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Experts answer key GDPR questions

Tuesday, 3 April 2018 09:00 AM | SALES & MARKETING

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The Supper Club and Learn Amp have co-authored a practical guide to help entrepreneurs prepare for new data protection rules. It’s called Beyond Compliance: Preparing for GDPR and a New Data Mindset, because it’s about more than preparing for a deadline. It’s about adapting to a new way of doing business.

The Supper Club and Learn Amp have co-authored a practical guide to help entrepreneurs prepare for new data protection rules. It’s called Beyond Compliance: Preparing for GDPR and a New Data Mindset, because it’s about more than preparing for a deadline. It’s about adapting to a new way of doing business.

As we get closer to 25th May 2018, when General Data Protection Regulation (GDPR) will be enforced, businesses are becoming increasingly aware of their compliance obligations. So are their customers and employees, with increasing media coverage about the threat of dramatically rising fines.

Despite this, various surveys have highlighted a lack of preparedness for new data rules. A Senzing study in January 2018 (based on 1,000 senior executives from companies in the UK, France, Germany, Spain and Italy) found that 60% are unprepared for GDPR. In February 2018, a poll of small firms by the Federation of Small Business (FSB) revealed that 18% of small business owners are unaware of GDPR and 34% have little understanding of its requirements.

A vast array of consultants and advisers have sought to address this lack of awareness and understanding with a wealth of educational content, while the Information Commissioner’s Office (ICO) and the Direct Marketing Association (DMA) have released guidelines to help businesses interpret the regulations.

With so much information on GDPR, our members asked us for a concise guide that would help them understand what they need to do and why but, crucially, offers more practical guidance on how. We worked with Learn Amp to curate relevant information on GDPR; interviewed members about how they have prepared for compliance; and invited specialists to offer advice on how to apply new rules.

The compliance process has raised a number of questions about how to apply it in different areas of business, so we posed them to a range of specialists to offer practical insight.

Here are five key questions compiled from members with comments from specialists featured in the guide:

  • DATA STORAGE: How long can data can be stored, what needs to be deleted, and why?
    • “Data can only be stored for as long have you have legal grounds for storing it,” says Peter Borner, Senior Consultant, The GDPR Guys. “Financial data often has to be stored for 7 to 10 years. Employee data needs to be stored for as long as you need it to defend yourself against industrial tribunals. Customer data is generally stored for the length of your normal sales cycle. It is a case by case decision.”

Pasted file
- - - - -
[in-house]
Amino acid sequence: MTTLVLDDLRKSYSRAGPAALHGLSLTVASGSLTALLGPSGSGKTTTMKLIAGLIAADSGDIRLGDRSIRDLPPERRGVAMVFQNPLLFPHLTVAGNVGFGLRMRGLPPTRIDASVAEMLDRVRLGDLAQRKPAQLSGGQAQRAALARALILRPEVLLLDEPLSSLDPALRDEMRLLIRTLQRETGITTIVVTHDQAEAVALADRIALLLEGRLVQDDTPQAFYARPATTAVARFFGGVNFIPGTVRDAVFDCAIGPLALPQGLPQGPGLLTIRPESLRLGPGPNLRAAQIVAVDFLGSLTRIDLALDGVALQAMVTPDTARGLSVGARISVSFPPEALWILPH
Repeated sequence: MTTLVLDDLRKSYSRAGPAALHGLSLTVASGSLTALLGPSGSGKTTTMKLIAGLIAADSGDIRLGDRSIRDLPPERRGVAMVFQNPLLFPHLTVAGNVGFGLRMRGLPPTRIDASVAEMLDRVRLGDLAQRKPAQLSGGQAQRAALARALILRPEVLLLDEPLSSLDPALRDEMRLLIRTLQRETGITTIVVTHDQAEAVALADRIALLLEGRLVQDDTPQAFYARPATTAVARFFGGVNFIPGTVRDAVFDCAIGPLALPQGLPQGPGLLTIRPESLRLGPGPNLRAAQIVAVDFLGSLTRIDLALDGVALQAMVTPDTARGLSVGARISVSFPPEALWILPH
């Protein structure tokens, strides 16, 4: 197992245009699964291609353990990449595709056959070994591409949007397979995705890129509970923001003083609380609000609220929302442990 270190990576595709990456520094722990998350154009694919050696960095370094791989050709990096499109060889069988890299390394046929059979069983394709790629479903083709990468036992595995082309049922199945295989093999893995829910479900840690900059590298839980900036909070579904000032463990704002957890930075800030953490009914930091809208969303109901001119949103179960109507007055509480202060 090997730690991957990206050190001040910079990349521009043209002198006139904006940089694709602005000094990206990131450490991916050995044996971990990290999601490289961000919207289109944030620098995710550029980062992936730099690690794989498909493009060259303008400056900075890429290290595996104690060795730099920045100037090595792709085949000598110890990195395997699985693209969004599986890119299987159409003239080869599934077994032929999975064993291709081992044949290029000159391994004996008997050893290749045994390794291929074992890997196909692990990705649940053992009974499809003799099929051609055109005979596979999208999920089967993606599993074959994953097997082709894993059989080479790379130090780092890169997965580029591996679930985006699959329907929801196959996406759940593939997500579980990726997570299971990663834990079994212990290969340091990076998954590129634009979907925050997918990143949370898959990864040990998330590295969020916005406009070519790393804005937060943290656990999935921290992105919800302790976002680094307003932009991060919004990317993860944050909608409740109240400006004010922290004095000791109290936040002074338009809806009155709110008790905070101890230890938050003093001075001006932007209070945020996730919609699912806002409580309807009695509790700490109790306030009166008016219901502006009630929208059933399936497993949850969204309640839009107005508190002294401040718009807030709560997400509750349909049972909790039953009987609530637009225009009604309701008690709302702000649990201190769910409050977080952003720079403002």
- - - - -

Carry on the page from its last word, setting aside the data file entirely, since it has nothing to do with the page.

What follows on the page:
• SUBJECT ACCESS REQUESTS: Can requests be made on someone’s behalf?
    • “Businesses have been worried about a PPI style claims industry growing out of (SARs), with companies doing it on behalf of individuals,” says Suzanna Chaplin, Co-founder of ESBConnect. “Fortunately, the ICO has specified proof of ID from whoever makes a request which also addresses the risk of giving personal data to the wrong people.”
       
  • CONSENT: Is consent the only way to gain permission for email marketing?
    • “Consent is not the only means of gaining permission for email marketing,” says Steve Henderson, Compliance Officer at Communicator. “PECR also allows email marketing, in certain circumstances, to existing customers and those in negotiations for a sale or service. Those circumstances are: where the email address was provided during the sale or negotiation process; where an option to opt-out was provided; where the marketing is limited to goods and services relating to the purchases or customer relationship; and where the customer is given an option to opt-out in each message. This situation is sometimes referred to as a ‘soft opt-in’”.
       
  • LEGITIMATE INTEREST: Do you need to regain consent for prospects before 25th May 2018?
    • “Legitimate interest may be a better option for communicating with current customers instead of consent,” says Peter Galdies, Founder of DQM GRC and DataIQ. “There looks to be a “one-time” opportunity to make this change prior to May 25th. You need to document this decision, the balancing argument for legitimate interest and recognise that this will only be valid for those customers who are currently active. Consent will not be required; instead you will have to offer an opt-out from the processing.”  
       
  • COMPLIANCE CONSULTANTS: What do you need a specialist for and what can be done inhouse?
    • “You might not need to outsource everything and only need advice and guidance,” says Joanne Smith, Founder of TCC Group. “The only way to decide this is to understand the full journey for getting GDPR compliant. A good consultancy will explain what this looks like and help you to find your internal gaps in knowledge, skills, and resource that they can fill. This will help to prevent you paying for services you don’t need.”

To download your free copy of our guide to GDPR, visit https://gdpr.thesupperclub.com/

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Report

Beyond Compliance - Preparing for GDPR and a New Data Mindset

The General Data Protection Regulation (GDPR) will be enforced on 25th May 2018 and all UK businesses who process personal data will need to comply with them.